Welcome to With Less - a weekly newsletter dedicated to helping legal creatively do more with less.
I’m a huge fan of simplified writing. I have all their albums (bad joke, I know. I couldn’t help myself).
I constantly want to keep my writing sharp and concise. To avoid falling back into old and bad writing habits, I will at times revisit books and resources I’ve collected. I did this last week.
Let me share three writing traps I fall into and how to avoid them:
- Most of the time, ‘that’ is unnecessary in a sentence. It makes my writing wordy. I now have the habit of searching for ‘that’, reading the sentence with and without the ‘that’ and delete it unless it sacrifices meaning. So, take that!
- If a sentence looks too long, it usually is. To help break it apart into multiple shorter sentences, look for the ‘and’. Most often that ‘and’ is connecting two sentences. Finding the ‘and’ will give you a good place to put a full stop to one sentence and create another.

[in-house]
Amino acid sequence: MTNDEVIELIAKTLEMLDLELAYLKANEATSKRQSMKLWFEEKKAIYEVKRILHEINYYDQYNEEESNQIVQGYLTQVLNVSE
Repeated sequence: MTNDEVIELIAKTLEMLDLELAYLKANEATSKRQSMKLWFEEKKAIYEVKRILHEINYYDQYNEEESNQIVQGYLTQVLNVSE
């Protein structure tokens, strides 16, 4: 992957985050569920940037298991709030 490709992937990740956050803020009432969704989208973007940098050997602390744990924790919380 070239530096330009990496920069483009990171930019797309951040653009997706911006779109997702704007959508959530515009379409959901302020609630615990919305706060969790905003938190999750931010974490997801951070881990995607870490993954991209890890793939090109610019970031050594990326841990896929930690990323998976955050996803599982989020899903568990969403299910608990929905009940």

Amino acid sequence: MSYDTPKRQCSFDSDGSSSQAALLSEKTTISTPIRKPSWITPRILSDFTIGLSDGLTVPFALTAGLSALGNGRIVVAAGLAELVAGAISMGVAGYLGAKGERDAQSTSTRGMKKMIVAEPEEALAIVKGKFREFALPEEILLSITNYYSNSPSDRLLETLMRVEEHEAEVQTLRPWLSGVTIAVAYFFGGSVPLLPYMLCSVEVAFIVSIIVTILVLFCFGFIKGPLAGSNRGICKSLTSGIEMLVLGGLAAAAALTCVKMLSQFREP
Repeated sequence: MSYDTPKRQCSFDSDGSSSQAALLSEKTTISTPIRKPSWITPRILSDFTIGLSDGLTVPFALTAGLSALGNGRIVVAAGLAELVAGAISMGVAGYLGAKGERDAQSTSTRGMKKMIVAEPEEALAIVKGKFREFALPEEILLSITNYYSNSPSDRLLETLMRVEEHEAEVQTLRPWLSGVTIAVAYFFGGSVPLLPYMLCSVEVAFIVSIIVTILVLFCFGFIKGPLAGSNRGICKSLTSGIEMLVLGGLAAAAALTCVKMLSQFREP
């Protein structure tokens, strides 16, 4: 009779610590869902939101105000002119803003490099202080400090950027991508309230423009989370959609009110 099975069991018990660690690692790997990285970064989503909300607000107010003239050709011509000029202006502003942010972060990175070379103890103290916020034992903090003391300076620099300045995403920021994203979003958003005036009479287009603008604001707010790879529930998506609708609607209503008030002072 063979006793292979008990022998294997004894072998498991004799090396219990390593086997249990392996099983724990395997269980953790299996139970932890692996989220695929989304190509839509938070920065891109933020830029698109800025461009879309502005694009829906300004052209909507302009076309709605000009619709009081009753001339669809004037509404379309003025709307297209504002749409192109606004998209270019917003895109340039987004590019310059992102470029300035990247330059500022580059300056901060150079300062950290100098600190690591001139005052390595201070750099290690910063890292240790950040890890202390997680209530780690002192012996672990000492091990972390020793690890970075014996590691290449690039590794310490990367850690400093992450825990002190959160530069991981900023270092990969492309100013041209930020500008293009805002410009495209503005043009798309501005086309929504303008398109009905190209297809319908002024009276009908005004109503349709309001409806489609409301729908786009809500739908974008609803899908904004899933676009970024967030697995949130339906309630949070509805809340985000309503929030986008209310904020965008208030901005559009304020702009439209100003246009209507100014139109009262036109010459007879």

- Don’t use adverbs, like ‘very.’ For example, I could write, “The customer was very unhappy,” or, “The customer was unhappy.” Adverbs are bad because they typically modify weak articles. In this example, ‘unhappy’ is too weak to convey the emotion of the customer. The writing needs to be punched up. To do that, I would use words like ‘frustrated’, ‘furious’, or ‘disappointed.’
Have any writing tips to share with With Less readers? Reply to this email and just plunk in the tips.
Have a great rest of the week,